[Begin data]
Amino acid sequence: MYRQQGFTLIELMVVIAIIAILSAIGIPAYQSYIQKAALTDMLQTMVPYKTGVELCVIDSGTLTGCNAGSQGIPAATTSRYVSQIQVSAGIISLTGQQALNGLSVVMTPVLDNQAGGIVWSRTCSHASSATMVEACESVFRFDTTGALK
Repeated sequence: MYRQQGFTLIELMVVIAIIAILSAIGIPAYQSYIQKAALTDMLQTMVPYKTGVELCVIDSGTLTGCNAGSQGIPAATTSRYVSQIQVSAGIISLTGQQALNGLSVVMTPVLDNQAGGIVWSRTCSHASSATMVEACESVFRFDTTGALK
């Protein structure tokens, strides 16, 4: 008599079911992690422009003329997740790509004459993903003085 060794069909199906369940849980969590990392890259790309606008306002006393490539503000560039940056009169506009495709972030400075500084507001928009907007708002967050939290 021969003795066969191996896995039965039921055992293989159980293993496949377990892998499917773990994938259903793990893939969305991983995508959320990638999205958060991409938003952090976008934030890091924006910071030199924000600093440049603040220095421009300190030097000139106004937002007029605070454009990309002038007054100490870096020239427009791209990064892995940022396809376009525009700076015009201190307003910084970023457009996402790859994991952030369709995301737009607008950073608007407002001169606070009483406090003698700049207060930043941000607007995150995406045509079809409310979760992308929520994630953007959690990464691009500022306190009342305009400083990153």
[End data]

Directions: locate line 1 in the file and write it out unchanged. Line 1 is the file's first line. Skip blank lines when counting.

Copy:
Amino acid sequence: MYRQQGFTLIELMVVIAIIAILSAIGIPAYQSYIQKAALTDMLQTMVPYKTGVELCVIDSGTLTGCNAGSQGIPAATTSRYVSQIQVSAGIISLTGQQALNGLSVVMTPVLDNQAGGIVWSRTCSHASSATMVEACESVFRFDTTGALK